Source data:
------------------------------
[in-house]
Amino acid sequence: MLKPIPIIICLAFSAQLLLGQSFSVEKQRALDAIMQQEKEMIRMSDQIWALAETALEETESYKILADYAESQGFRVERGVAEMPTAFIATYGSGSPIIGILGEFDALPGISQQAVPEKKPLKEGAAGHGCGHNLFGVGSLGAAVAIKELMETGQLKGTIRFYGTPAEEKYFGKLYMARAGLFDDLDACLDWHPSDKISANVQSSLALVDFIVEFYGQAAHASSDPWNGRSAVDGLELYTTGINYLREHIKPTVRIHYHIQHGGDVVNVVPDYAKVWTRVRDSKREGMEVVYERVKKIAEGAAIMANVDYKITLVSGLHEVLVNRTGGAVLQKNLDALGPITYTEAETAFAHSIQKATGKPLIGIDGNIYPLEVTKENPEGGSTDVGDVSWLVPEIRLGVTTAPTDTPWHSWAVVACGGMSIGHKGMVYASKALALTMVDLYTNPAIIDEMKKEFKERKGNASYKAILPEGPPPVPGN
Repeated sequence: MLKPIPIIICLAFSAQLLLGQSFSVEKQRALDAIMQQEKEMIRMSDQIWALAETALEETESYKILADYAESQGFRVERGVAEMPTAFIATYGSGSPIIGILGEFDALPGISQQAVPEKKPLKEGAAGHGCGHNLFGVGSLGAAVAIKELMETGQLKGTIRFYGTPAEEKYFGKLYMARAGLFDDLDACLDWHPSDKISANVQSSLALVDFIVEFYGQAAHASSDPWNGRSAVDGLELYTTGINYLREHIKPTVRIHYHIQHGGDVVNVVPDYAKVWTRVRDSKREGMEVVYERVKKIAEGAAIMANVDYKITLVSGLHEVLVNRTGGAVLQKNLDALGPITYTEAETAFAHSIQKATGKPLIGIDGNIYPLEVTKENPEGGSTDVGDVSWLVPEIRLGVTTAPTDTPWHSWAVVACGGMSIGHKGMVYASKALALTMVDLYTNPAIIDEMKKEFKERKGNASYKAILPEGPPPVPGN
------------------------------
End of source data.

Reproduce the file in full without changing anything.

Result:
[in-house]
Amino acid sequence: MLKPIPIIICLAFSAQLLLGQSFSVEKQRALDAIMQQEKEMIRMSDQIWALAETALEETESYKILADYAESQGFRVERGVAEMPTAFIATYGSGSPIIGILGEFDALPGISQQAVPEKKPLKEGAAGHGCGHNLFGVGSLGAAVAIKELMETGQLKGTIRFYGTPAEEKYFGKLYMARAGLFDDLDACLDWHPSDKISANVQSSLALVDFIVEFYGQAAHASSDPWNGRSAVDGLELYTTGINYLREHIKPTVRIHYHIQHGGDVVNVVPDYAKVWTRVRDSKREGMEVVYERVKKIAEGAAIMANVDYKITLVSGLHEVLVNRTGGAVLQKNLDALGPITYTEAETAFAHSIQKATGKPLIGIDGNIYPLEVTKENPEGGSTDVGDVSWLVPEIRLGVTTAPTDTPWHSWAVVACGGMSIGHKGMVYASKALALTMVDLYTNPAIIDEMKKEFKERKGNASYKAILPEGPPPVPGN
Repeated sequence: MLKPIPIIICLAFSAQLLLGQSFSVEKQRALDAIMQQEKEMIRMSDQIWALAETALEETESYKILADYAESQGFRVERGVAEMPTAFIATYGSGSPIIGILGEFDALPGISQQAVPEKKPLKEGAAGHGCGHNLFGVGSLGAAVAIKELMETGQLKGTIRFYGTPAEEKYFGKLYMARAGLFDDLDACLDWHPSDKISANVQSSLALVDFIVEFYGQAAHASSDPWNGRSAVDGLELYTTGINYLREHIKPTVRIHYHIQHGGDVVNVVPDYAKVWTRVRDSKREGMEVVYERVKKIAEGAAIMANVDYKITLVSGLHEVLVNRTGGAVLQKNLDALGPITYTEAETAFAHSIQKATGKPLIGIDGNIYPLEVTKENPEGGSTDVGDVSWLVPEIRLGVTTAPTDTPWHSWAVVACGGMSIGHKGMVYASKALALTMVDLYTNPAIIDEMKKEFKERKGNASYKAILPEGPPPVPGN